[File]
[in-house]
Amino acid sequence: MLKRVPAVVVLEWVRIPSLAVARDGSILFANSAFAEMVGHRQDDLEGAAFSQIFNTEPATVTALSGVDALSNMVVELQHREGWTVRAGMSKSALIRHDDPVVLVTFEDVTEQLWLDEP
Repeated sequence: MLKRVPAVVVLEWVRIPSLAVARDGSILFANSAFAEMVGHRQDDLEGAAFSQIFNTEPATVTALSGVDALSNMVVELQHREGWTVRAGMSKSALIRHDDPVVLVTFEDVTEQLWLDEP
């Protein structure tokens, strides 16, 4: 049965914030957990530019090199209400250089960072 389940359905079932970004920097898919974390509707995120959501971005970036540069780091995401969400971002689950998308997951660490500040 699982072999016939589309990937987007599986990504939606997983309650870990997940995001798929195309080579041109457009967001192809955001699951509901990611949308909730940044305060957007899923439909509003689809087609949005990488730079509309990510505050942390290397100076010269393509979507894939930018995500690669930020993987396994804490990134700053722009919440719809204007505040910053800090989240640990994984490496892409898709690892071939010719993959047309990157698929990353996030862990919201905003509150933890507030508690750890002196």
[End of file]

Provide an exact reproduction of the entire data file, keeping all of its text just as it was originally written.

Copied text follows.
[in-house]
Amino acid sequence: MLKRVPAVVVLEWVRIPSLAVARDGSILFANSAFAEMVGHRQDDLEGAAFSQIFNTEPATVTALSGVDALSNMVVELQHREGWTVRAGMSKSALIRHDDPVVLVTFEDVTEQLWLDEP
Repeated sequence: MLKRVPAVVVLEWVRIPSLAVARDGSILFANSAFAEMVGHRQDDLEGAAFSQIFNTEPATVTALSGVDALSNMVVELQHREGWTVRAGMSKSALIRHDDPVVLVTFEDVTEQLWLDEP
């Protein structure tokens, strides 16, 4: 049965914030957990530019090199209400250089960072 389940359905079932970004920097898919974390509707995120959501971005970036540069780091995401969400971002689950998308997951660490500040 699982072999016939589309990937987007599986990504939606997983309650870990997940995001798929195309080579041109457009967001192809955001699951509901990611949308909730940044305060957007899923439909509003689809087609949005990488730079509309990510505050942390290397100076010269393509979507894939930018995500690669930020993987396994804490990134700053722009919440719809204007505040910053800090989240640990994984490496892409898709690892071939010719993959047309990157698929990353996030862990919201905003509150933890507030508690750890002196």